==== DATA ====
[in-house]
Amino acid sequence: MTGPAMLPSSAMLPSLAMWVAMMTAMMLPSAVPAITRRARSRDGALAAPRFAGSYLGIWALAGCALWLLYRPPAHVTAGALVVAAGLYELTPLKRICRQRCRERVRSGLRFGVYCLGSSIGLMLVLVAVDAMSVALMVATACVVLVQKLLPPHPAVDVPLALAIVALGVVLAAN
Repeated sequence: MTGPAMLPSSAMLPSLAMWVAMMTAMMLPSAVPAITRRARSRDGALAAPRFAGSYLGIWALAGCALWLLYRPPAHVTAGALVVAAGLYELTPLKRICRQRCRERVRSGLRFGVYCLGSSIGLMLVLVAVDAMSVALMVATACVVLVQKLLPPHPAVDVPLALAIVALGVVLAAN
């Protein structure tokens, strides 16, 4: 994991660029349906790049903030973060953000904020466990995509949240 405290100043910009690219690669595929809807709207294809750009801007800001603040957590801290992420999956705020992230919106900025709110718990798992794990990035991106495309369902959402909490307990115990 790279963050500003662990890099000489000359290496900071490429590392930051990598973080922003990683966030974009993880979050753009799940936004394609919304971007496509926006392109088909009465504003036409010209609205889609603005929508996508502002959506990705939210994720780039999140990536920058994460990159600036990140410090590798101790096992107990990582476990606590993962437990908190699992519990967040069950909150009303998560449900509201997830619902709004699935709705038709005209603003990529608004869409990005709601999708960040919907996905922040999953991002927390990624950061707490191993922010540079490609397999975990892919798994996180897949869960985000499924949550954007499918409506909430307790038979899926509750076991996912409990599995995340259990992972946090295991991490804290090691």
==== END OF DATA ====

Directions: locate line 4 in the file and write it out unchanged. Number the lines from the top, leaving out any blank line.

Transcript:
């Protein structure tokens, strides 16, 4: 994991660029349906790049903030973060953000904020466990995509949240 405290100043910009690219690669595929809807709207294809750009801007800001603040957590801290992420999956705020992230919106900025709110718990798992794990990035991106495309369902959402909490307990115990 790279963050500003662990890099000489000359290496900071490429590392930051990598973080922003990683966030974009993880979050753009799940936004394609919304971007496509926006392109088909009465504003036409010209609205889609603005929508996508502002959506990705939210994720780039999140990536920058994460990159600036990140410090590798101790096992107990990582476990606590993962437990908190699992519990967040069950909150009303998560449900509201997830619902709004699935709705038709005209603003990529608004869409990005709601999708960040919907996905922040999953991002927390990624950061707490191993922010540079490609397999975990892919798994996180897949869960985000499924949550954007499918409506909430307790038979899926509750076991996912409990599995995340259990992972946090295991991490804290090691």